Are you ready to turn over your Exchange Server deployment to an ISP? Many ISPs and application service providers (ASPs) are providing or are gearing up to provide outsourced messaging services to corporations. What would it take for your company to relinquish its Exchange Server deployment to a third party? I realize that I might be talking about a taboo subject with an audience who makes a living based on the belief that outsourced messaging won’t cut it for your company. However, I think discussing this topic is important in light of recent developments around Exchange Server outsourcing and the groundswell of companies rushing into the hosted-messaging business.
The idea behind hosted-messaging services is that companies will choose to let an ISP or ASP manage their email systems by hosting the applications at the ISP or ASP site. The ISP or ASP would commit to service level agreements (SLAs) that meet the organization’s business needs. In return, the organization would pay a monthly per-seat or per-mailbox charge (usually from $15 to $50 per month) for the service. The benefit is reduced cost of ownership for an organization's messaging infrastructure. Many big names are already in the hosted-messaging business, and many others are preparing to join them. For ISPs and ASPs, this opportunity is a must win if they are to survive and offer services beyond the traditional consumer Internet accounts at $19.95 a month.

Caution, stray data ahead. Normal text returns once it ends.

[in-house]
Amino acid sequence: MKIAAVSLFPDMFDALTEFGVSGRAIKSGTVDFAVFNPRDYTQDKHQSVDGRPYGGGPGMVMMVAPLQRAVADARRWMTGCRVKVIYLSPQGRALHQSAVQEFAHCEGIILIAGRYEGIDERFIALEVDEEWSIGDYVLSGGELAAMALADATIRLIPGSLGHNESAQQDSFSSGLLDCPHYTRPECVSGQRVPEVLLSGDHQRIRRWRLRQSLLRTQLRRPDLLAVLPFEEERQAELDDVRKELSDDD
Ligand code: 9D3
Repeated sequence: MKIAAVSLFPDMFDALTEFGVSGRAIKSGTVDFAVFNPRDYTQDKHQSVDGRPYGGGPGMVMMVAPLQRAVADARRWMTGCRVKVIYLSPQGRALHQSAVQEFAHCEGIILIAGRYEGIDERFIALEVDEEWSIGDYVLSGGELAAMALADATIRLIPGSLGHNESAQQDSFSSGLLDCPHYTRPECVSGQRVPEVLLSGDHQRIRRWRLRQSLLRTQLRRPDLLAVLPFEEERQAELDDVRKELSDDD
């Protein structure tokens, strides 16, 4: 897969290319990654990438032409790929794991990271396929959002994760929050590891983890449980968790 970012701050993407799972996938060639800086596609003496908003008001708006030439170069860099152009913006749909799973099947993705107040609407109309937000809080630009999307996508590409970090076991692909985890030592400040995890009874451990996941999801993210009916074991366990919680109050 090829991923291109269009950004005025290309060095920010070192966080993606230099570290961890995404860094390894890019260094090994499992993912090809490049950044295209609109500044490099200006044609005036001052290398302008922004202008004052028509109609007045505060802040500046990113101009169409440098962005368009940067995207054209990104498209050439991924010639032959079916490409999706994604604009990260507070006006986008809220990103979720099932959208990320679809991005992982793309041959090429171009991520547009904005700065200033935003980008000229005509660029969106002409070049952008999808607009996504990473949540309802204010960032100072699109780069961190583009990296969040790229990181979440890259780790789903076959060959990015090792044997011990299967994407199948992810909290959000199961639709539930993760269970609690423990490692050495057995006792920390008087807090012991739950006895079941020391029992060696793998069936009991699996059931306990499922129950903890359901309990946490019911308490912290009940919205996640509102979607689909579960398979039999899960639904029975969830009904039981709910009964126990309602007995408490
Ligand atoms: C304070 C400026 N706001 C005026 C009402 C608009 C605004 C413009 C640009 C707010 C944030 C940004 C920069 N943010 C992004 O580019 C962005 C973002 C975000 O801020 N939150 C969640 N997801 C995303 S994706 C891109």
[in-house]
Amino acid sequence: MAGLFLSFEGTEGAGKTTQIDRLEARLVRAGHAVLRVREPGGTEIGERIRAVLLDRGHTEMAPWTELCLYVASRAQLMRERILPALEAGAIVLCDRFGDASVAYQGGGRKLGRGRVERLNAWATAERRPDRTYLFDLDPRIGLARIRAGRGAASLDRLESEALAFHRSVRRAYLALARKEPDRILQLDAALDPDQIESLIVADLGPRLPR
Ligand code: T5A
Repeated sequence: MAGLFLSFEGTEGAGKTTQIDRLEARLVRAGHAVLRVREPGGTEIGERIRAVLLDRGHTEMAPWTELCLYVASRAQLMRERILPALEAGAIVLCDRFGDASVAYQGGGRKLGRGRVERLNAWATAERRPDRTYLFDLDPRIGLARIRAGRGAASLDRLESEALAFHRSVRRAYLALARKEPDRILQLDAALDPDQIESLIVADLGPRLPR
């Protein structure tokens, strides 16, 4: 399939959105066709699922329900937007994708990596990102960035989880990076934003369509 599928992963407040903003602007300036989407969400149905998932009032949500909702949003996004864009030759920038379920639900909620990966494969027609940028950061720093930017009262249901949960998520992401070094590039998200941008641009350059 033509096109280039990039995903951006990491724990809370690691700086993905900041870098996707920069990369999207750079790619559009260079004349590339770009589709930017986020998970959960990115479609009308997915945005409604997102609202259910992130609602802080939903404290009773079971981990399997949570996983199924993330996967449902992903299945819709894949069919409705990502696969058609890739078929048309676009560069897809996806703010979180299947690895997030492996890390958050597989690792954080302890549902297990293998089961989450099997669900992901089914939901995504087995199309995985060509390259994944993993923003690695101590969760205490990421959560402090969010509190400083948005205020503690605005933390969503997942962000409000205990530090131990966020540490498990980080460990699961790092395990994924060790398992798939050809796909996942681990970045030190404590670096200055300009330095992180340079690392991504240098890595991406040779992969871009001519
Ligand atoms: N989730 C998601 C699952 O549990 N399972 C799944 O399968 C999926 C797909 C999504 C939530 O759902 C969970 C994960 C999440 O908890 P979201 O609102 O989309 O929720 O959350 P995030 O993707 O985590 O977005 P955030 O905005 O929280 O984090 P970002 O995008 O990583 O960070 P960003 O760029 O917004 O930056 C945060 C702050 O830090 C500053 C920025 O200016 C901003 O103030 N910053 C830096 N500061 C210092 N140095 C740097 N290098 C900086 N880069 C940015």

I see several barriers in most organizations that will dampen the excitement for outsourced messaging. The first barrier is obvious: Can an organization trust a third party with such a mission-critical piece of its IT infrastructure? Many messaging system managers are also concerned that an ISP or ASP can't provide the same level of service and functionality that a company-owned system can. Security is another big concern. Most organizations aren't comfortable with the idea of putting company-sensitive data into the hands of My Favorite ISP, Inc. The final concern is cost. Although $15 per mailbox per month might sound attractive, many messaging systems' costs are buried deep within the company and might be more in the form of soft costs; forking over $15 per seat for a company of 100,000 people might not be a bill anyone wants to pay.
Now that many of these outsourced messaging providers are offering their services based on Exchange Server, it might be worth a look—especially if you're a small- or medium-sized business. With Exchange 2000 Server on the horizon, I think that outsourced messaging based on Exchange Server will be a compelling story. Put some thought into how this approach would fit into your organization. What are the barriers that would prevent outsourcing your Exchange deployment? The exercise is worth the effort, even if it only prepares you better to justify the reasons not to outsource when your CIO asks.